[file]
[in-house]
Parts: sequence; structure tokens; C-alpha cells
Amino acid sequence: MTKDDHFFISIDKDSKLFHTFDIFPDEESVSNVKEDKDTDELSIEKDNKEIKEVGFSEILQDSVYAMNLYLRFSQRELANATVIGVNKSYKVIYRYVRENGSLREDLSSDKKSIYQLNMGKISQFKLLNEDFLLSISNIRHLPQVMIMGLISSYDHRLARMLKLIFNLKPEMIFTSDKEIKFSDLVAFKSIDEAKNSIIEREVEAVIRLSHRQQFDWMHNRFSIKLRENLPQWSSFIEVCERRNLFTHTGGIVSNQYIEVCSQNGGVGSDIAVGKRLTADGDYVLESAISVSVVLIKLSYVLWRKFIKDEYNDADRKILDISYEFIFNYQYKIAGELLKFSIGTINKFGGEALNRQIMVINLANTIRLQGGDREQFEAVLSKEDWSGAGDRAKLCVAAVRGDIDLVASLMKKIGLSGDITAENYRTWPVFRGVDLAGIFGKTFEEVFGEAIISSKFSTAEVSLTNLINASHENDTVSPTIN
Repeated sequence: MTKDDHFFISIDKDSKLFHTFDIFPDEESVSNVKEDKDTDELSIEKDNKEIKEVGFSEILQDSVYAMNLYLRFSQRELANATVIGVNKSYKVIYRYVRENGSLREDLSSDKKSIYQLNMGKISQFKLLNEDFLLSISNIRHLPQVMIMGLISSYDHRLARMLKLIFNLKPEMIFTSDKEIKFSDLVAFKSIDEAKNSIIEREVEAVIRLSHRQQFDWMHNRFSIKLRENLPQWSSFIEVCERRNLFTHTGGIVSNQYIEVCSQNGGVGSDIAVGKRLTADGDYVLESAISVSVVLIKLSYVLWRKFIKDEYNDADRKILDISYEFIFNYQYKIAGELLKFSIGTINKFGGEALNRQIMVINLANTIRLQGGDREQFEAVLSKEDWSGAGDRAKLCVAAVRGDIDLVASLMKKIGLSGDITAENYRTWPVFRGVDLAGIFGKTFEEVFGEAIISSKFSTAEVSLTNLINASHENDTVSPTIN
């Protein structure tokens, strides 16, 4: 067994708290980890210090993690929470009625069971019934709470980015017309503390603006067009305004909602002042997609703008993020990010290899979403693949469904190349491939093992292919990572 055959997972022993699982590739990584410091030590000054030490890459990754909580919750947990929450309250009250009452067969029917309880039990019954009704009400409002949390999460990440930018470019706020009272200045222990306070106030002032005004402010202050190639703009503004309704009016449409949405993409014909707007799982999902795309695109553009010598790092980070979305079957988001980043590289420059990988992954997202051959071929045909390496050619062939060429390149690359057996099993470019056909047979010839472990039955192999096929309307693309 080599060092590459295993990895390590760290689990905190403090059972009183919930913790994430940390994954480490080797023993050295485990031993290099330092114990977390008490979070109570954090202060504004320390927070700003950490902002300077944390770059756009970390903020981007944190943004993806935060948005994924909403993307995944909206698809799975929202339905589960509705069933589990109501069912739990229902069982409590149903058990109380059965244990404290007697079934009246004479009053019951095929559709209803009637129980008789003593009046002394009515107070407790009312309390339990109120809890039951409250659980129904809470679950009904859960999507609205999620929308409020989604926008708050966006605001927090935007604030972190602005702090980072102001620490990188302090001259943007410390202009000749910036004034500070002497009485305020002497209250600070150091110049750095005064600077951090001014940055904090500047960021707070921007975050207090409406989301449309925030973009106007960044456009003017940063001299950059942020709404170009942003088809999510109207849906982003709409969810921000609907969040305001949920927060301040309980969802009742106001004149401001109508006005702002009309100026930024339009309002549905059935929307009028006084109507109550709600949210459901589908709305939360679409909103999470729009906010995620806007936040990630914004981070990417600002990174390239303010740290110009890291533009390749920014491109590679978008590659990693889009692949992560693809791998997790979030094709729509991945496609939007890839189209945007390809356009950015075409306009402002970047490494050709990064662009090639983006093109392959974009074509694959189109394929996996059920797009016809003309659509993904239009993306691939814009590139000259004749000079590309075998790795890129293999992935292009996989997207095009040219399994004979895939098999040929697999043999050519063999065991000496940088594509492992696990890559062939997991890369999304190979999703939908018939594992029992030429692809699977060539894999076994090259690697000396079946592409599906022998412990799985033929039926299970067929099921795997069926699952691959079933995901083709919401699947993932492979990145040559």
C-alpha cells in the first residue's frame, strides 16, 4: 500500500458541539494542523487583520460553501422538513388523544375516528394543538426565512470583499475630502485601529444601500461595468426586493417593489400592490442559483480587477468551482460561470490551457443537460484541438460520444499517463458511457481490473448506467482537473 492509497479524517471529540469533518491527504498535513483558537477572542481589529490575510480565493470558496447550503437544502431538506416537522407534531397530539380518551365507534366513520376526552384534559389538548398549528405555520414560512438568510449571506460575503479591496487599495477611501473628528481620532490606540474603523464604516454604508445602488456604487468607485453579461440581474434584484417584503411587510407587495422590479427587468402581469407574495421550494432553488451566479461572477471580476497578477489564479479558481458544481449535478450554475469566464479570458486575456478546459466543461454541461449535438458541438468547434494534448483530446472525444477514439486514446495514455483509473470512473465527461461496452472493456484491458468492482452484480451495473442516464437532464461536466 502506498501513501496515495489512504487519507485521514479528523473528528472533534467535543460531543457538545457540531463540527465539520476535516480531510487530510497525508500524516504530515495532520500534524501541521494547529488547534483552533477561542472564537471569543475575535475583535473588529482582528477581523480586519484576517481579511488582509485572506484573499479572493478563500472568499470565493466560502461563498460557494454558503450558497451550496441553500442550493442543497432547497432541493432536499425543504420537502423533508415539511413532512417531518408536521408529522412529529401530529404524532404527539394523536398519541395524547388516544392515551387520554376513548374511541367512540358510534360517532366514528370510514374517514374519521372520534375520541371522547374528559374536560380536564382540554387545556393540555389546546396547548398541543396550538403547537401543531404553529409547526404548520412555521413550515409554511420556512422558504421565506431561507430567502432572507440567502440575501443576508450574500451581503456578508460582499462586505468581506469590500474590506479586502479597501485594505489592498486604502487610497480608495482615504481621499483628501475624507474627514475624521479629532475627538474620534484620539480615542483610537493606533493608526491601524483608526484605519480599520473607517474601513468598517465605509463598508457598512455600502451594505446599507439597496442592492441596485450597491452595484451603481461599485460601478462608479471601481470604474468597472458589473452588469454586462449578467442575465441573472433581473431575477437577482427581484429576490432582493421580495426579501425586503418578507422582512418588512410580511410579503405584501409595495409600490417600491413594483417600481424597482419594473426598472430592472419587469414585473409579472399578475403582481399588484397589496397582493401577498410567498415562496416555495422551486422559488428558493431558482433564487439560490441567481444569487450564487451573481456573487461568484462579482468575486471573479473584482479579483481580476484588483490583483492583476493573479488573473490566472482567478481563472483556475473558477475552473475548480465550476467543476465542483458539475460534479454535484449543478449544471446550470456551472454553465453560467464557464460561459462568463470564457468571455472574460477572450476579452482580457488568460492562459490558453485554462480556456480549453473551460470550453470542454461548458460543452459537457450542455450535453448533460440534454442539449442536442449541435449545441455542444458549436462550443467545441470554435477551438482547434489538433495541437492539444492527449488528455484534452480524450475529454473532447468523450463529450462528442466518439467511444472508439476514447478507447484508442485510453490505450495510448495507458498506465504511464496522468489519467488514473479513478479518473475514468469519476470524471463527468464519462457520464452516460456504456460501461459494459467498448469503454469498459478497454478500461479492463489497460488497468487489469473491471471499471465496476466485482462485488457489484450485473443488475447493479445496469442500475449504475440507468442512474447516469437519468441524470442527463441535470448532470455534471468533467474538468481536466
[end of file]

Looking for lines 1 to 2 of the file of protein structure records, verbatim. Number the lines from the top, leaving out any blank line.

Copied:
[in-house]
Parts: sequence; structure tokens; C-alpha cells